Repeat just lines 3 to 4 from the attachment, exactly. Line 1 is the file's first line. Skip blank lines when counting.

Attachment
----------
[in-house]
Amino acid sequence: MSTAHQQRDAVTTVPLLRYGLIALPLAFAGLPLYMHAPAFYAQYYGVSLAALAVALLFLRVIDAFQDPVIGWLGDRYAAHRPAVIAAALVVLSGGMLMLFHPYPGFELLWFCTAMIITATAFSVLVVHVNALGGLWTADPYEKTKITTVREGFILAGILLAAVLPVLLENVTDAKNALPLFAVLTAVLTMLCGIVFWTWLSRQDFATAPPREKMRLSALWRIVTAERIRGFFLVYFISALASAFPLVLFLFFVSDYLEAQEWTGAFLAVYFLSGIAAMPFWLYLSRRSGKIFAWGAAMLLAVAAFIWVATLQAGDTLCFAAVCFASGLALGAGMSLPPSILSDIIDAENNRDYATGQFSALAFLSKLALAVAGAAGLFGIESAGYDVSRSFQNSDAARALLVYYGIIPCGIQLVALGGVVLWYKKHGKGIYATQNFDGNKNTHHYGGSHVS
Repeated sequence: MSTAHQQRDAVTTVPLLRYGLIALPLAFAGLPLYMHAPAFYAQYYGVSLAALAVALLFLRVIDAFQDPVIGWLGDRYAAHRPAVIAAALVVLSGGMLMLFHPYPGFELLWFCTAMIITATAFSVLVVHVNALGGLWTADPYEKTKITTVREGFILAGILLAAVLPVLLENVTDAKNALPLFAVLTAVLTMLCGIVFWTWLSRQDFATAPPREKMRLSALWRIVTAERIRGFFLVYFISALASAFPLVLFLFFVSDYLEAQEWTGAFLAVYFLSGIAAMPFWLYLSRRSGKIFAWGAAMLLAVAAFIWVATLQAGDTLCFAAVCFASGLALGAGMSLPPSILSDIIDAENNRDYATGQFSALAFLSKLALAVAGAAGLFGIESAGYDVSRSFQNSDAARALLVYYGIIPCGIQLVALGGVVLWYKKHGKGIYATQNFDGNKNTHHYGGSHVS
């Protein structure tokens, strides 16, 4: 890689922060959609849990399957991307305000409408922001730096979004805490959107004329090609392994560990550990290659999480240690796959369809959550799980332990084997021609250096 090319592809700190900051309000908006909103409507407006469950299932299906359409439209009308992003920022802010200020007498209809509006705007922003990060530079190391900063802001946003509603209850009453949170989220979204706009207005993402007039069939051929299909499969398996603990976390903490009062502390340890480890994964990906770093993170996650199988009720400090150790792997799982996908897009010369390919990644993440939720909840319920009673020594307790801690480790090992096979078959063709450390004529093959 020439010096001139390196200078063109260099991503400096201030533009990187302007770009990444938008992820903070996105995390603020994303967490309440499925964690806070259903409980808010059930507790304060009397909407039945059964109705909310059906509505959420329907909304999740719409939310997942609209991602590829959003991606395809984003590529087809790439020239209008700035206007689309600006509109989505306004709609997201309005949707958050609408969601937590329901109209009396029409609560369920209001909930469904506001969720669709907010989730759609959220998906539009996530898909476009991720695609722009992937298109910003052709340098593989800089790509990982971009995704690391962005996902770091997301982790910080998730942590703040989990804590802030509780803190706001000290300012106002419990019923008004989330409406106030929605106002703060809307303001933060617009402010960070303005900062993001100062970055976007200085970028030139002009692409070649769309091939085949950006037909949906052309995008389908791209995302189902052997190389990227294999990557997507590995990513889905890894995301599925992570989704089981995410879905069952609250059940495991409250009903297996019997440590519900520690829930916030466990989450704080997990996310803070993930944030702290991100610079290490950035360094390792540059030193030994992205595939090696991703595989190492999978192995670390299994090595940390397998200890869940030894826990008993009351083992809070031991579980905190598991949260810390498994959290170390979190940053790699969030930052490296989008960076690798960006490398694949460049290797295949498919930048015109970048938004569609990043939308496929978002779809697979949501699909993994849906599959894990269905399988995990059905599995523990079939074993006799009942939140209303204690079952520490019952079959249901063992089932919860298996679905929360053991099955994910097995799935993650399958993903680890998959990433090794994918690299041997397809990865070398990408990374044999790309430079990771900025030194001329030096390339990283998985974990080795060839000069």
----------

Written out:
Repeated sequence: MSTAHQQRDAVTTVPLLRYGLIALPLAFAGLPLYMHAPAFYAQYYGVSLAALAVALLFLRVIDAFQDPVIGWLGDRYAAHRPAVIAAALVVLSGGMLMLFHPYPGFELLWFCTAMIITATAFSVLVVHVNALGGLWTADPYEKTKITTVREGFILAGILLAAVLPVLLENVTDAKNALPLFAVLTAVLTMLCGIVFWTWLSRQDFATAPPREKMRLSALWRIVTAERIRGFFLVYFISALASAFPLVLFLFFVSDYLEAQEWTGAFLAVYFLSGIAAMPFWLYLSRRSGKIFAWGAAMLLAVAAFIWVATLQAGDTLCFAAVCFASGLALGAGMSLPPSILSDIIDAENNRDYATGQFSALAFLSKLALAVAGAAGLFGIESAGYDVSRSFQNSDAARALLVYYGIIPCGIQLVALGGVVLWYKKHGKGIYATQNFDGNKNTHHYGGSHVS
């Protein structure tokens, strides 16, 4: 890689922060959609849990399957991307305000409408922001730096979004805490959107004329090609392994560990550990290659999480240690796959369809959550799980332990084997021609250096 090319592809700190900051309000908006909103409507407006469950299932299906359409439209009308992003920022802010200020007498209809509006705007922003990060530079190391900063802001946003509603209850009453949170989220979204706009207005993402007039069939051929299909499969398996603990976390903490009062502390340890480890994964990906770093993170996650199988009720400090150790792997799982996908897009010369390919990644993440939720909840319920009673020594307790801690480790090992096979078959063709450390004529093959 020439010096001139390196200078063109260099991503400096201030533009990187302007770009990444938008992820903070996105995390603020994303967490309440499925964690806070259903409980808010059930507790304060009397909407039945059964109705909310059906509505959420329907909304999740719409939310997942609209991602590829959003991606395809984003590529087809790439020239209008700035206007689309600006509109989505306004709609997201309005949707958050609408969601937590329901109209009396029409609560369920209001909930469904506001969720669709907010989730759609959220998906539009996530898909476009991720695609722009992937298109910003052709340098593989800089790509990982971009995704690391962005996902770091997301982790910080998730942590703040989990804590802030509780803190706001000290300012106002419990019923008004989330409406106030929605106002703060809307303001933060617009402010960070303005900062993001100062970055976007200085970028030139002009692409070649769309091939085949950006037909949906052309995008389908791209995302189902052997190389990227294999990557997507590995990513889905890894995301599925992570989704089981995410879905069952609250059940495991409250009903297996019997440590519900520690829930916030466990989450704080997990996310803070993930944030702290991100610079290490950035360094390792540059030193030994992205595939090696991703595989190492999978192995670390299994090595940390397998200890869940030894826990008993009351083992809070031991579980905190598991949260810390498994959290170390979190940053790699969030930052490296989008960076690798960006490398694949460049290797295949498919930048015109970048938004569609990043939308496929978002779809697979949501699909993994849906599959894990269905399988995990059905599995523990079939074993006799009942939140209303204690079952520490019952079959249901063992089932919860298996679905929360053991099955994910097995799935993650399958993903680890998959990433090794994918690299041997397809990865070398990408990374044999790309430079990771900025030194001329030096390339990283998985974990080795060839000069």